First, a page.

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Manage Stress to Reduce Muscle Tension

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Neck PainIf you’ve ever suffered from a tension headache, neck discomfort, or lower back pain, you know how much of an effect stress can have on the body. When we become stressed, our adrenaline rises, making us more likely to be on guard against what the body perceives as danger. When this stress happens, our muscles tense up as a reflex reaction. While the body does this as a way of protecting us against injury and pain, chronic tension in reaction to stress has the opposite effect.

Chronic stress causes the body to be in a frequent state of alertness, which in turn causes our muscles to be tense and taut for extended periods of time. This can trigger other reactions in the body and may even lead to disorders or disease. These reactions may include tension headaches and migraines, a tight and tender jaw, cramps in the stomach and back, and digestive issues, among others. If not treated, the muscle tension leading to aches causes us more stress and perpetuates the cycle. It can also lead to other issues such as irritability, fatigue, and depression.

While millions of people suffer from chronic pain due to daily stresses, in some cases, the tension in our muscles may be the result of an injury. It’s important that this injury is treated properly in order to keep it from turning into a chronic condition. Some may react by avoiding physical activity for fear of pain or reinjury, however, disuse of the body only increases muscle tension and atrophy. The best way to recover from an injury is to maintain a moderate level of activity that’s been recommended by a physician. Relaxation techniques, massage, and acupuncture may also be particularly helpful during this time.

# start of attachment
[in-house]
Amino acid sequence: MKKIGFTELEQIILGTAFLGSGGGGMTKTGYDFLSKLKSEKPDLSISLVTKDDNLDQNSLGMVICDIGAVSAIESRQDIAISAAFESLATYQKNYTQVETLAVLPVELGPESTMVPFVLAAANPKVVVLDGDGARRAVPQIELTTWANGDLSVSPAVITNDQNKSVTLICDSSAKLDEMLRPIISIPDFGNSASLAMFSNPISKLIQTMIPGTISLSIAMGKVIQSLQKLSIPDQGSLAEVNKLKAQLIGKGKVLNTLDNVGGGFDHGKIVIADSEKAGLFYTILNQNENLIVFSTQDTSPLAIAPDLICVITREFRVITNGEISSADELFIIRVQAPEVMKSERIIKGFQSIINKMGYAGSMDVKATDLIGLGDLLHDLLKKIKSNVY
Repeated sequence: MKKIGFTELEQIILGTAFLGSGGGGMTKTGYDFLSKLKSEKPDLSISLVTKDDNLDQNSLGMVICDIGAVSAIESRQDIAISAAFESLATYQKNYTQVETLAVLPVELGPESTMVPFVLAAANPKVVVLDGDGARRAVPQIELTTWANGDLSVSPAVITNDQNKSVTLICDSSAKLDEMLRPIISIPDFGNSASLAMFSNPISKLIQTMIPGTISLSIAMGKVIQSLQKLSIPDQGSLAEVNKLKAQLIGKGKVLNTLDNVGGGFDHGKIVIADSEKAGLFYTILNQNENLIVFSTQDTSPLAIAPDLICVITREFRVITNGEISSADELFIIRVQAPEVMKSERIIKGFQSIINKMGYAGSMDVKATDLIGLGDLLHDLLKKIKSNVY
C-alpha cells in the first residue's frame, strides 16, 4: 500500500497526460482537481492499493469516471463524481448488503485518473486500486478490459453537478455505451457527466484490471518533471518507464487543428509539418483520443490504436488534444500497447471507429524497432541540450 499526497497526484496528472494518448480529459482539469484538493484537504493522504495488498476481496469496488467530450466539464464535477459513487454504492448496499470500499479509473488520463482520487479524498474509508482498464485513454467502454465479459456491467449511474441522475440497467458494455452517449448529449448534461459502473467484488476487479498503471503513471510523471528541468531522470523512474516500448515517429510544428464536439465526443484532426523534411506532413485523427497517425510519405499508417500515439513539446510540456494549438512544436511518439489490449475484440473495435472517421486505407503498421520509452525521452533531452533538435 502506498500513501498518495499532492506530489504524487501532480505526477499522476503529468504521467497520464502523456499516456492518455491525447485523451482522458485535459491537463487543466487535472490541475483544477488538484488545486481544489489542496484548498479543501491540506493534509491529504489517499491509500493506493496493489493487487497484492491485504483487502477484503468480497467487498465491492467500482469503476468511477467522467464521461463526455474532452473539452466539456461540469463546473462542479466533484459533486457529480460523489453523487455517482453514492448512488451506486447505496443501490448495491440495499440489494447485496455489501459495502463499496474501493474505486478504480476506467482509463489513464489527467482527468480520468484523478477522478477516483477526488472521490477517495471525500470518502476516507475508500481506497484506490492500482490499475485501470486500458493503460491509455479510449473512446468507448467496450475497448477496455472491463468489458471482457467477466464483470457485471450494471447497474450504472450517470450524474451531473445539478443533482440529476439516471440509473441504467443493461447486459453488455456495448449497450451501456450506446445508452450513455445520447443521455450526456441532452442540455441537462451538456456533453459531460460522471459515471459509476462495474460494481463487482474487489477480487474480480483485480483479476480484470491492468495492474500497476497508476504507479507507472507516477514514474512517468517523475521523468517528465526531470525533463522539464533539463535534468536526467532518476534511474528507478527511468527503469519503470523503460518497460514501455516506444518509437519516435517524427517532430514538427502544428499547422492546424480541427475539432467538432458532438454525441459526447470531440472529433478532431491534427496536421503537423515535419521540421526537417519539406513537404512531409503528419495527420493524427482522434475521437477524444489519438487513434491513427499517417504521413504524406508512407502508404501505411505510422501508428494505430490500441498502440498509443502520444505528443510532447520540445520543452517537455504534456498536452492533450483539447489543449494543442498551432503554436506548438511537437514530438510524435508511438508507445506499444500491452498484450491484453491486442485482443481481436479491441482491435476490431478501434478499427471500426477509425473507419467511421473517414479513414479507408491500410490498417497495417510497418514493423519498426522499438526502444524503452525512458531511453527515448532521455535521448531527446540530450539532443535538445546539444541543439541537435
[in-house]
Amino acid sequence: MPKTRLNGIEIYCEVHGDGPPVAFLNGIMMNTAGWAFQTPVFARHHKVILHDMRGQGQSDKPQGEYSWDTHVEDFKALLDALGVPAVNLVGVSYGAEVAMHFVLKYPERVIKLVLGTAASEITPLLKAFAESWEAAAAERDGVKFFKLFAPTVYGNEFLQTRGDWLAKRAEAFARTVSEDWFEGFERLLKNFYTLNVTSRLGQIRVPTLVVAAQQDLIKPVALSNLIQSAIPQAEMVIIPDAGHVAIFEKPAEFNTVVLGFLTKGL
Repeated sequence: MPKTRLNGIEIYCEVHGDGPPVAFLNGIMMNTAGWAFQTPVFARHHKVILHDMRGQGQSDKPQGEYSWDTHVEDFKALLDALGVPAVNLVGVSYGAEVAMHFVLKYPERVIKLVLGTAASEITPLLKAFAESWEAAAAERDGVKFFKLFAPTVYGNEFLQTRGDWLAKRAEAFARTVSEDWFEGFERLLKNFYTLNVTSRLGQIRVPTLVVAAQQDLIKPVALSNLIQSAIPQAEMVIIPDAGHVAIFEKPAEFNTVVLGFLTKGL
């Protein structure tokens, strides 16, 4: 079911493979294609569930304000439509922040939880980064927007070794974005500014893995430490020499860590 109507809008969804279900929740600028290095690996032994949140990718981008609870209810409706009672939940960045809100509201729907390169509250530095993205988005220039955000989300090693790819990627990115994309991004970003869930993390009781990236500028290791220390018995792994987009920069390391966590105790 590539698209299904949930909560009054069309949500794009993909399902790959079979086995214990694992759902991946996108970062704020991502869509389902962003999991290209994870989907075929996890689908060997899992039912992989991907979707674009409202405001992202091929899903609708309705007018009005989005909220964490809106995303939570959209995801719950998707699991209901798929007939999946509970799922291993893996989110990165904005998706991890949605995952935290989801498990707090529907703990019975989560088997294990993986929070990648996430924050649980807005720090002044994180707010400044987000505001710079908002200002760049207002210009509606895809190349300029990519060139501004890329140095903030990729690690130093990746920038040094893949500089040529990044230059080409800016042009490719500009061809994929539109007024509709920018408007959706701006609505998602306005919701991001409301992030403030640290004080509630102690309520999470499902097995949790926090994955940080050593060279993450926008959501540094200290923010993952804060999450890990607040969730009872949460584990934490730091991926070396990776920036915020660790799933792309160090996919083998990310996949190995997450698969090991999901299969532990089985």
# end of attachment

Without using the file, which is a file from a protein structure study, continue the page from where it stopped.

To help manage your stress, reduce muscle tension, and eliminate chronic pain, follow these five tips:

Get enough sleep: Between seven and eight hours a night is ideal for making us less vulnerable to the stress that can cause headaches and digestive issues.
Eat a healthy diet: Eat plenty of fresh produce, fiber, and lean protein, and drink at least eight glasses of water a day. Avoid too much caffeine, which can interfere with sleep.
Exercise: At least 30 minutes of exercise a day triggers the production of endorphins that help us relax and combat stress.
Meditate: 20 minutes of daily meditation has been shown to reduce the severity of muscle tension by 28 percent and feelings of anxiety by 44 percent. Other relaxation techniques such as yoga and deep breathing may also be helpful.
Get a massage: Regular massage will not only release tension in the muscles, but improve a sense of calm and well-being that can counteract stress long after the massage is over.

If you’re feeling the pain of stress, schedule an appointment with one of our licensed massage therapists, who can design a custom plan for your specific needs.

 

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